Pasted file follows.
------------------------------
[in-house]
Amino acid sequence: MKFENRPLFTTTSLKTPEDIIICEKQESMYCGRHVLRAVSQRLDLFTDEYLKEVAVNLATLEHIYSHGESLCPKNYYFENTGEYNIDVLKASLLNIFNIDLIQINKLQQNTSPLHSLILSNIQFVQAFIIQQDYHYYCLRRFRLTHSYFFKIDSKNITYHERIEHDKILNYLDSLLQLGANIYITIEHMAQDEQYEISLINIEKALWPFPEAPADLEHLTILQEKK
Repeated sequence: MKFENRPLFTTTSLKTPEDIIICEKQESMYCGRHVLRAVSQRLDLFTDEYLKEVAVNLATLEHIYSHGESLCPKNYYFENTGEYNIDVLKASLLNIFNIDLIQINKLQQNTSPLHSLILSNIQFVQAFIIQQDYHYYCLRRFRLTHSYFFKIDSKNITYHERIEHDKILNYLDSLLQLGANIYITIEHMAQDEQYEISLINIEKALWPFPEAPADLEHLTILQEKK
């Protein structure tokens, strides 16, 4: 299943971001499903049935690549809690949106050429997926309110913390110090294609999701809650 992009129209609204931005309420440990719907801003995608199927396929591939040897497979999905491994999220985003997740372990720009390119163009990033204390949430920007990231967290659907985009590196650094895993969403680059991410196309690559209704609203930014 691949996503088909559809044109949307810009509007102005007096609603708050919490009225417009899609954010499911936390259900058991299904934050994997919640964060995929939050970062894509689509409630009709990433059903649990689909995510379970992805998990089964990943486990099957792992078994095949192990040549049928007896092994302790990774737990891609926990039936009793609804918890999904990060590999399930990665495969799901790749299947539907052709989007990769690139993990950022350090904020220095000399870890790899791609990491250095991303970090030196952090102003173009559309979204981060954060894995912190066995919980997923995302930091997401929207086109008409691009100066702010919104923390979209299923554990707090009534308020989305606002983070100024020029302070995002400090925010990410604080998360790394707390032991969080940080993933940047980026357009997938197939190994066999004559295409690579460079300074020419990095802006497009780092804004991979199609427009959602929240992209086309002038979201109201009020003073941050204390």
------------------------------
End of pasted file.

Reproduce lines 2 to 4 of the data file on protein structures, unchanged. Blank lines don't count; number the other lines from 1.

Amino acid sequence: MKFENRPLFTTTSLKTPEDIIICEKQESMYCGRHVLRAVSQRLDLFTDEYLKEVAVNLATLEHIYSHGESLCPKNYYFENTGEYNIDVLKASLLNIFNIDLIQINKLQQNTSPLHSLILSNIQFVQAFIIQQDYHYYCLRRFRLTHSYFFKIDSKNITYHERIEHDKILNYLDSLLQLGANIYITIEHMAQDEQYEISLINIEKALWPFPEAPADLEHLTILQEKK
Repeated sequence: MKFENRPLFTTTSLKTPEDIIICEKQESMYCGRHVLRAVSQRLDLFTDEYLKEVAVNLATLEHIYSHGESLCPKNYYFENTGEYNIDVLKASLLNIFNIDLIQINKLQQNTSPLHSLILSNIQFVQAFIIQQDYHYYCLRRFRLTHSYFFKIDSKNITYHERIEHDKILNYLDSLLQLGANIYITIEHMAQDEQYEISLINIEKALWPFPEAPADLEHLTILQEKK
């Protein structure tokens, strides 16, 4: 299943971001499903049935690549809690949106050429997926309110913390110090294609999701809650 992009129209609204931005309420440990719907801003995608199927396929591939040897497979999905491994999220985003997740372990720009390119163009990033204390949430920007990231967290659907985009590196650094895993969403680059991410196309690559209704609203930014 691949996503088909559809044109949307810009509007102005007096609603708050919490009225417009899609954010499911936390259900058991299904934050994997919640964060995929939050970062894509689509409630009709990433059903649990689909995510379970992805998990089964990943486990099957792992078994095949192990040549049928007896092994302790990774737990891609926990039936009793609804918890999904990060590999399930990665495969799901790749299947539907052709989007990769690139993990950022350090904020220095000399870890790899791609990491250095991303970090030196952090102003173009559309979204981060954060894995912190066995919980997923995302930091997401929207086109008409691009100066702010919104923390979209299923554990707090009534308020989305606002983070100024020029302070995002400090925010990410604080998360790394707390032991969080940080993933940047980026357009997938197939190994066999004559295409690579460079300074020419990095802006497009780092804004991979199609427009959602929240992209086309002038979201109201009020003073941050204390």